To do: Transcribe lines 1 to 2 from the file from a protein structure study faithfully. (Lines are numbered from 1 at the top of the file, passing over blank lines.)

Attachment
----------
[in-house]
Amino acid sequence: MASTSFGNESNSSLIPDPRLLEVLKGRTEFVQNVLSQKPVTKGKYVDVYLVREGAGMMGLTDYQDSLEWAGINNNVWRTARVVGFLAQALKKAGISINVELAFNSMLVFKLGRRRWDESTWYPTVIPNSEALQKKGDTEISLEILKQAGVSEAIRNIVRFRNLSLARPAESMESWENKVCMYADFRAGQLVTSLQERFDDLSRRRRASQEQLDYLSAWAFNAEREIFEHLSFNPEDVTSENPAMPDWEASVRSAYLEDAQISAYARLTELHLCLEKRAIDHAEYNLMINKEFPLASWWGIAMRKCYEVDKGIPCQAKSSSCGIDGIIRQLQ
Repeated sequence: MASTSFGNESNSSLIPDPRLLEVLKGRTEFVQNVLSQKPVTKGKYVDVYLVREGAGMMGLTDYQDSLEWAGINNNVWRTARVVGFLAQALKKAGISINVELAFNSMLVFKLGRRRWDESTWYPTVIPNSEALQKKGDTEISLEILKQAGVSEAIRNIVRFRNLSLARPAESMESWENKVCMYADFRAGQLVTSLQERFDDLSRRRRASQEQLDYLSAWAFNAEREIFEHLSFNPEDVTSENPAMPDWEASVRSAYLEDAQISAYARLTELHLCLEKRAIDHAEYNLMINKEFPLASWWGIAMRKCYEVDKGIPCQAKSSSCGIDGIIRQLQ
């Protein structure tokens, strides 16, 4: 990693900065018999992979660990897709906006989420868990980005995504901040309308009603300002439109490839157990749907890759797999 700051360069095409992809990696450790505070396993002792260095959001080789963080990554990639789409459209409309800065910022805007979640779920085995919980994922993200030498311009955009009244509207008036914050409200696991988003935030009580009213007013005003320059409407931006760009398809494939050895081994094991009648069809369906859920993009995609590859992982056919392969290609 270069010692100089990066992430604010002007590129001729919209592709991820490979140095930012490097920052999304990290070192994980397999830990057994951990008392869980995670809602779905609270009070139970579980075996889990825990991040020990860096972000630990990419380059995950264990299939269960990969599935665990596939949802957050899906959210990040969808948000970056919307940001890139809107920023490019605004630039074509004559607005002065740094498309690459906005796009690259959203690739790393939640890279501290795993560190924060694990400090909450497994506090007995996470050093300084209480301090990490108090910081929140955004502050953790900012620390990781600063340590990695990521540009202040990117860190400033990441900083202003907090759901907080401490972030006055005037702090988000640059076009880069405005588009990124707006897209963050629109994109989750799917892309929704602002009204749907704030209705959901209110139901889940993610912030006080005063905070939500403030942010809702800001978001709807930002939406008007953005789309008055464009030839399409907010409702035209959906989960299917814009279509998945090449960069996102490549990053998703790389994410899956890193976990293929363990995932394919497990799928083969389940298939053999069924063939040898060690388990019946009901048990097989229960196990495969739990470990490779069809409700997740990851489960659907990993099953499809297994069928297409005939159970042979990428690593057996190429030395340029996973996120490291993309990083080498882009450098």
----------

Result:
[in-house]
Amino acid sequence: MASTSFGNESNSSLIPDPRLLEVLKGRTEFVQNVLSQKPVTKGKYVDVYLVREGAGMMGLTDYQDSLEWAGINNNVWRTARVVGFLAQALKKAGISINVELAFNSMLVFKLGRRRWDESTWYPTVIPNSEALQKKGDTEISLEILKQAGVSEAIRNIVRFRNLSLARPAESMESWENKVCMYADFRAGQLVTSLQERFDDLSRRRRASQEQLDYLSAWAFNAEREIFEHLSFNPEDVTSENPAMPDWEASVRSAYLEDAQISAYARLTELHLCLEKRAIDHAEYNLMINKEFPLASWWGIAMRKCYEVDKGIPCQAKSSSCGIDGIIRQLQ